Thursday, March 12, 2009

Big Rig Chronicles: The Peterbilt

One truck that most people will know the name of, even if they’re not at all interested in cars or trucks, is the Peterbilt. It’s a truck I can actually mention to people, and they’ll nod and actually know what I’m talking about, because everybody knows the Peterbilt.

As with the Kenworth, the logging industry played a big part in the development of the Peterbilt and indirectly, so did World War I.
World War I spawned a need for more efficient deliveries of food and supplies, and the government was forcing more and more motorized trucks into service. Previous to this, there had been a lack of good roads to drive on, which had held back the trucking industry. As the need for better transportation grew due to the war, so did the need for better highways and the government willingly provided them.
This development sped up society and increased efficiency on many levels. T.A Peterman’s lumber business was growing fast and floating freshly cut logs down the river from the forest to the mill, or hauling them off to the mill by horse, no longer seemed efficient enough, so he started developing technologies and building trucks that could accommodate his needs.
(Peterbilt 350 - one the first trucks built after WWII)

Peterman started by rebuilding army surplus trucks, constantly upgrading and making them into better models by improving the technology. Soon he developed a need for a place where he could build custom logging truck chassis, and in 1938 he acquired the assets of a virtually dead truck manufacturer (Fageol Motors, Oakland, CA) and started producing custom trucks. Peterman’s trucks were built exclusively for his lumber company and they were specifically designed and customized to meet all his needs within the industry. His trucks became available for sale to the public in 1939. Peterman was mostly concerned with the quality of his trucks and produced only 100 trucks a year. He started sending his engineers into the field so they could make modifications to their trucks based on issues that truckers were facing in their day-to-day operation.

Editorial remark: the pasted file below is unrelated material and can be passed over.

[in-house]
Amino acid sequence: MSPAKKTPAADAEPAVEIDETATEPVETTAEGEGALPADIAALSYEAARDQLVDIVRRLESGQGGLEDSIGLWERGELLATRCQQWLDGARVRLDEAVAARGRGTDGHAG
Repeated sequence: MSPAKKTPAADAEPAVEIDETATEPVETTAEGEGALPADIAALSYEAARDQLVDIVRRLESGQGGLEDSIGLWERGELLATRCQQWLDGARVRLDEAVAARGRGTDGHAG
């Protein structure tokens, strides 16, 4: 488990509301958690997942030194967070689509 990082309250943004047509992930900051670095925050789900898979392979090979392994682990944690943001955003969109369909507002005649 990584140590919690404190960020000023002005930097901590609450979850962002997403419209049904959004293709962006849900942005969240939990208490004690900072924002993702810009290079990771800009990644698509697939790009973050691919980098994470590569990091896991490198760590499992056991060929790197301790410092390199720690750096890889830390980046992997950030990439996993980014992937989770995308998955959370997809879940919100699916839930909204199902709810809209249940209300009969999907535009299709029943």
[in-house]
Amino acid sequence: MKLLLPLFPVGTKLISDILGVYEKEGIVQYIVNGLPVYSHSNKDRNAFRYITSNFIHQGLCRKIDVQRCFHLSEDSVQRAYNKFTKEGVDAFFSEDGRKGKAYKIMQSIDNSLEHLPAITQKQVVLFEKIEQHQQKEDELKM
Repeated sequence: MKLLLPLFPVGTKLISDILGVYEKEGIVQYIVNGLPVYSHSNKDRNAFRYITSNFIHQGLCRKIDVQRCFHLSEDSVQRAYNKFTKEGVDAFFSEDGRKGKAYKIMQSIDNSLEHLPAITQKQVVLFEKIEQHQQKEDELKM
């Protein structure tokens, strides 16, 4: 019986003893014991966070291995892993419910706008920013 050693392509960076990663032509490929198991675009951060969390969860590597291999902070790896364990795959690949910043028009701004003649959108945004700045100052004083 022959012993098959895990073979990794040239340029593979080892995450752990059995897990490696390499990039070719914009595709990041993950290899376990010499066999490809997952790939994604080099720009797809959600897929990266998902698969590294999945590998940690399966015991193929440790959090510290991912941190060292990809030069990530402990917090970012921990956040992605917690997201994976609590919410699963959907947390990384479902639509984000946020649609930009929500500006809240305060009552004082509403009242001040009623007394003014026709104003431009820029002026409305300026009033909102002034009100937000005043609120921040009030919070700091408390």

During World War II, Peterbilt was contracted by the government to produce heavy-duty trucks. The experience and skills that Peterman and his engineers acquired during this time was invaluable, and were later applied to his commercial trucks after the war.

In 1945, Peterman passed away and his widow sold the trucking company, without the land, to seven Peterbilt managers, who were able to expand the business and soon Peterbilt became a large-scale producer of big rigs.

(1955 Peterbilt)


In 1958, Peterman’s widow decided to sell the land and develop a shopping center. The owners of Peterbilt were reaching retirement age by this time and had no desire acquire more debt by buying another manufacturing plant for the business. They ended up selling Peterbilt to PACCAR (Pacific Car & Foundry Co.), who in the past had been better known for manufacturing railroad cars. In 1945, PACCAR had bought Kenworth Trucks and they were becoming a renowned manufacturer in the heavy truck industry, so Peterman’s Peterbilts would be in good hands with them.

T.A Peterman’s passion for his trucks and his dedication to the quality of his product spawned a loyal following of truck lovers and truck manufacturers from the very beginning. Through the years, the trucking world’s loyalty has not faded nor strayed, and that is why the Peterbilt is still one of the most known and reputable trucks of today.

3 comments:

Marie Reed said...

I am learning so much from this blog! I can understand your passion for these beauties! Your blog design cha,ged again. You've been a busy bee:)

Fuso Trucks said...

I love the picture of the 50's trucker and his truck.

Phillip Taylor said...

I agree to this post. Peterbilt is one of the most known hauling trucks. They're very reliable on any transportation and they're also very useful on moving heavy equipments.

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